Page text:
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As soon as WikiLeaks founder and Australian activist Julian Assange released 92,000 secret U.S. documents pertaining to the Afghan war, there was an immediate backlash. Many feared the sensitive documents would expose Afghan informants and serve as a kind of "treasure trove" for Taliban and al-Qaeda assassins. News that the Taliban were rifling through the documents to mete out revenge killings exacerbated those fears. Now, neoconservatives including Liz Cheney and former George W. Bush speechwriter Marc Thiessen, want Assange apprehended and his website WikiLeaks shut down. Has the pendulum swung too far?


  • We Must Shut Down This Site, says Liz Cheney on Fox News: "Clearly Julian Assange's effort was to change course for the US policy in Afghanistan. He was unsuccessful in that. He does clearly have blood on his hands potentially for the people whose names were in those documents who helped the US and I think that's something he will have to live with now. I would really like to see President Obama to move to ask the government of Iceland to shut that website down. I would like to see him move to shut it down ourselves if Iceland won't do it. I would like to see them move aggressively to prosecute Mr. Assange and certainly ensure that he never again gets a visa to enter the United States. What he's done is very clearly aiding and abetting al Qaeda. And as I said, he may very well be responsible for the deaths of American soldiers in Afghanistan."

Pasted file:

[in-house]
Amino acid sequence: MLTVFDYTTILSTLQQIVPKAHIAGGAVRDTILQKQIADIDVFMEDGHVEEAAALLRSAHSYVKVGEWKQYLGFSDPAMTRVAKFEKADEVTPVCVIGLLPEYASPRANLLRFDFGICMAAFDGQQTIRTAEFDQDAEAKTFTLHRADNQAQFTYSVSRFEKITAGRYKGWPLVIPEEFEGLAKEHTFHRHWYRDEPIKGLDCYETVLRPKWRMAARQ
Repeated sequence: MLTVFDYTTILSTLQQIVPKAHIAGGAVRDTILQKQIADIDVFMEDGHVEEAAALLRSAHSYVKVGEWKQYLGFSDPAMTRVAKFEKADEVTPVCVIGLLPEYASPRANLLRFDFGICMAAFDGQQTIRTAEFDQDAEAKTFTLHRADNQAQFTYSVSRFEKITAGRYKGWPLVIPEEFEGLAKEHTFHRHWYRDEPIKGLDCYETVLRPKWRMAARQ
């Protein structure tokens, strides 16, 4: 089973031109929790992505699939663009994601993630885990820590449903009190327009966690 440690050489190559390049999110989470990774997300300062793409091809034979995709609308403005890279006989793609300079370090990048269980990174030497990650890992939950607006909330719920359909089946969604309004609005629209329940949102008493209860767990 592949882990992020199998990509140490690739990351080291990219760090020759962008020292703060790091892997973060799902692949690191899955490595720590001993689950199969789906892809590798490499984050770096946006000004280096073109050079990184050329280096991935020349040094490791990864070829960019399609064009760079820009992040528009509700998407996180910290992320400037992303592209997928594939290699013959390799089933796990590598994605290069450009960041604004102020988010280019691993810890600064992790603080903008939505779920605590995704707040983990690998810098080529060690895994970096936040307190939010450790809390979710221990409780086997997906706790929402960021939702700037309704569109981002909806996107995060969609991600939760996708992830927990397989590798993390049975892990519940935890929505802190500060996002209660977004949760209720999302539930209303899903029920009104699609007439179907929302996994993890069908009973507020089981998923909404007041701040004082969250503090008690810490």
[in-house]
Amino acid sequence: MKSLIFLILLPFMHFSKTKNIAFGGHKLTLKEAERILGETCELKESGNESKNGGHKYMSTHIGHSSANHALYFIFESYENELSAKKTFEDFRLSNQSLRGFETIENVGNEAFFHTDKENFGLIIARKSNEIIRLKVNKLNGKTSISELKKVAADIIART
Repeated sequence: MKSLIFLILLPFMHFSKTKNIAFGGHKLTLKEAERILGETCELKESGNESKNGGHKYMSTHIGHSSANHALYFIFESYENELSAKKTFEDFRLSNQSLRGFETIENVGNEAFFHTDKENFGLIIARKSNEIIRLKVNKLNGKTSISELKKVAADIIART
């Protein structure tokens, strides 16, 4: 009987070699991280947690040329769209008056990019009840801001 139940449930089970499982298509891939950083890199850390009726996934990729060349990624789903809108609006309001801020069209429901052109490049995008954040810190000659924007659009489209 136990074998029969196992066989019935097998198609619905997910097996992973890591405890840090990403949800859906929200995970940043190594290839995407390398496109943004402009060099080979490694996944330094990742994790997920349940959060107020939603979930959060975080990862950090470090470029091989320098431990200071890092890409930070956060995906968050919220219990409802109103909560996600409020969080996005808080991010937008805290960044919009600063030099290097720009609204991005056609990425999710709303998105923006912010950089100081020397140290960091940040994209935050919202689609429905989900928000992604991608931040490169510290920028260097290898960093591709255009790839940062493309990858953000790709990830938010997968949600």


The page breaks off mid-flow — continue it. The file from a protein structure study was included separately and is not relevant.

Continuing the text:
• Find Assange and Arrest Him, implores Marc Thiessen at The Washington Post: "Let's be clear: WikiLeaks is not a news organization; it is a criminal enterprise... A Taliban spokesman said the group is scouring the WikiLeaks Web site for information to find and 'punish' these informers. Beyond getting people killed, WikiLeaks' actions make it less likely that Afghans and foreign intelligence services (whose reports WikiLeaks also exposed) will cooperate with the United States in the future... Will President Obama stop WikiLeaks from doing so -- or sit back and do nothing?" Thiessen goes on to demand the U.S. arrest Assange on foreign soil even if the harboring nation disagrees.
  • Thiessen Is Woefully Mistaken, writes Michael Scherer at Time: "Assange's crime, according to Thiessen, is intentionally receiving and republishing classified information, something that is done with some regularity in the United States by respectable and responsible reporters working for top flight news organizations. To adopt Thiessen's view, one would effectively have to reject the Supreme Court's opinion in New York Times Co. v. United States, the so-called Pentagon Papers case from 1971."
  • Also—Using the Military to Capture Assange Is 'Wacky', writes Thiessen's colleague, Eva Rodriguez at The Washington Post: "Thiessen asserts that the United States does not need 'permission to apprehend Assange or his co-conspirators anywhere in the world' and that the U.S. should act alone if allies won't cooperate. I'm not sure this is legally accurate, but let's assume it is. Is Thiessen suggesting it would be a good idea to disregard an ally's sovereignty, perhaps do irreparable damage to our relationship with it and the international community just to get our hands on Assange? Thiessen's concerns about leaks may be justified, but at least some of his proposed plans of action are more than a little scary and, as it concerns the Wiki founder, more than a little wacky." The Atlantic's Andrew Sullivan adds, "Thiessen backs a president-as-global-dictator, above the law and capable of doing anything. Nothing would surprise me. He's a Cheneyite."

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